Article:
If that strains credibility, I could allign the villain with the next candidate. It'd be less fun, though.

That does not strain credulity.

If you want the puppet master to run, then the murder would have to happen by some time in September,at least in Massachusetts. You might want to contact the Secretary of State's office and ask them. The date when the ballot is closed for changes is some number of day before the election, and they could tell you. If you live in Massachusetts, then you could also try calling your Town Clerk, because they also have to deal with those deadlines.
The votes for a dead candidate wouldn't count for anything.

Giant Baby
07-02-2010, 11:15 PM
Thank you all!


That does not strain credulity.

If you want the puppet master to run, then the murder would have to happen by some time in September,at least in Massachusetts. You might want to contact the Secretary of State's office and ask them. The date when the ballot is closed for changes is some number of day before the election, and they could tell you. If you live in Massachusetts, then you could also try calling your Town Clerk, because they also have to deal with those deadlines.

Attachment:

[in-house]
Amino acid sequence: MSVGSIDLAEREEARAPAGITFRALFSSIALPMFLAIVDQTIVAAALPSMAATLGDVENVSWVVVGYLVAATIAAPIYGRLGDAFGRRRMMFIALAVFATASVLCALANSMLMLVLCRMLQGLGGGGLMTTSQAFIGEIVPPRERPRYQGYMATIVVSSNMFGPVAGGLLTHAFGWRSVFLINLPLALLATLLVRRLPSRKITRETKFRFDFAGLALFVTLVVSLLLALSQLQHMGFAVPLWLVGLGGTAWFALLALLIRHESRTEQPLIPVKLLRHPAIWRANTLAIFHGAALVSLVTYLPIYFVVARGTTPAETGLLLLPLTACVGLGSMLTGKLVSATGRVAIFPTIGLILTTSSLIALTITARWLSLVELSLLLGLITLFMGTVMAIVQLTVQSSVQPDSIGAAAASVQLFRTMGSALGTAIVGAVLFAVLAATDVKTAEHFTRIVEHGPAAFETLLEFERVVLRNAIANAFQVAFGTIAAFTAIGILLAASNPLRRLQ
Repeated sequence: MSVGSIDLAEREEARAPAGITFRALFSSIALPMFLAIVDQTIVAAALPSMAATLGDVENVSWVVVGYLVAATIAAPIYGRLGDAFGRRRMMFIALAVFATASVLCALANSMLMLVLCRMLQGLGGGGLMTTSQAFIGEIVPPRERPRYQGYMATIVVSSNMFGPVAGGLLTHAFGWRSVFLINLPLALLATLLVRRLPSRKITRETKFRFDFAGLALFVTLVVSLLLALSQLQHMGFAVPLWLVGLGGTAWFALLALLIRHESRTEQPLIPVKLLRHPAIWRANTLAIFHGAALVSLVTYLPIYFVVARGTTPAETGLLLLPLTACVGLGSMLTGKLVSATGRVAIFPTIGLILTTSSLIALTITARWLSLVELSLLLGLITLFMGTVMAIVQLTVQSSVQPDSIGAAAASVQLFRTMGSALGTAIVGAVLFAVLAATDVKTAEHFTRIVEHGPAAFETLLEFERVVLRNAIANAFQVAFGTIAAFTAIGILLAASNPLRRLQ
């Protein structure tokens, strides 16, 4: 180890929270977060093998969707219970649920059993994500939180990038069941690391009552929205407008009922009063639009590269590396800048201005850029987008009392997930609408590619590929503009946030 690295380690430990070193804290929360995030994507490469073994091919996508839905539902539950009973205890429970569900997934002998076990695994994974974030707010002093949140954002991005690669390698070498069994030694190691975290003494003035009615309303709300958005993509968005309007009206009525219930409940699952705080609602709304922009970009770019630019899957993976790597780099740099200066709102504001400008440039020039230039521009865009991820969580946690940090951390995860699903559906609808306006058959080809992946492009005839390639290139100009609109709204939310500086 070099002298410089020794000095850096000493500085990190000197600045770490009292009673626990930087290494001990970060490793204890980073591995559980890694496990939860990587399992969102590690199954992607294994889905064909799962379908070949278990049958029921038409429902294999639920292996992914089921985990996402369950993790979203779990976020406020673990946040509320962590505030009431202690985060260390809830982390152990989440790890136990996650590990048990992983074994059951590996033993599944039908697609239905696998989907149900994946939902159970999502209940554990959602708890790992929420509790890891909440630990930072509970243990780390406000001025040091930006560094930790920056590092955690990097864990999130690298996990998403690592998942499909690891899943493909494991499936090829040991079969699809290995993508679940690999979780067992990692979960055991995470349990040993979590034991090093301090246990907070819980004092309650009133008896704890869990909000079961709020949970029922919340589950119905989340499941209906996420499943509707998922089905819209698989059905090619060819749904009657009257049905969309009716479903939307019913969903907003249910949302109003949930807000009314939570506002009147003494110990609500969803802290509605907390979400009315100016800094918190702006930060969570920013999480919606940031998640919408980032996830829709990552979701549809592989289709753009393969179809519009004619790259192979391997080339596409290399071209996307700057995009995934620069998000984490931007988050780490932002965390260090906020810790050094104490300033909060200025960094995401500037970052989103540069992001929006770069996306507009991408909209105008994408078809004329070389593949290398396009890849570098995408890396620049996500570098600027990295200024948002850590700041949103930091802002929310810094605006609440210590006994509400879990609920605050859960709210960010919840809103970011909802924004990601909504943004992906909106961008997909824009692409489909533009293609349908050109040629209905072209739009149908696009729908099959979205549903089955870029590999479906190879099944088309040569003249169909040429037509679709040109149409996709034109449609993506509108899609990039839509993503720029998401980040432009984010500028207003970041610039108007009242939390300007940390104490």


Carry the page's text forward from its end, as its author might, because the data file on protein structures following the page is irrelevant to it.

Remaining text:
The votes for a dead candidate wouldn't count for anything.

These are a very good ideas. Thanks for the direction!

Haggis
07-02-2010, 11:17 PM
What happens if a Senate candidate dies?

He still goes to Hell anyhow?:Shrug:

StephanieFox
07-03-2010, 12:57 AM
You might want to contact the Secretary of State's office and ask them. The date when the ballot is closed for changes is some number of day before the election, and they could tell you. If you live in Massachusetts, then you could also try calling your Town Clerk, because they also have to deal with those deadlines.

Yes, but be careful how you ask because in some places, especially with Homeland Security and all, this could be seen as a death threat and the Secret Service might end up at your door.

Giant Baby
07-03-2010, 02:39 AM
Yes, but be careful how you ask because in some places, especially with Homeland Security and all, this could be seen as a death threat and the Secret Service might end up at your door.

I'm with you on that. I often wonder how many lists I'm already on due to my googling.

mgoblue101415
07-03-2010, 03:07 AM
I'm with you on that. I often wonder how many lists I'm already on due to my googling.


I'm right there with you. Back in the mid 90's I was doing research for a book and couldn't find the answer I needed in any book I read (long before wiki and google). I ended up emailing the White House and asked them what happened if the president elect died.

Never got an answer from them but I've often wondered if my name got put into a nice little file. Maybe I'll find out when I finish my degree and apply for a job with an intelligence or security agency. :o

RJK
07-03-2010, 06:25 AM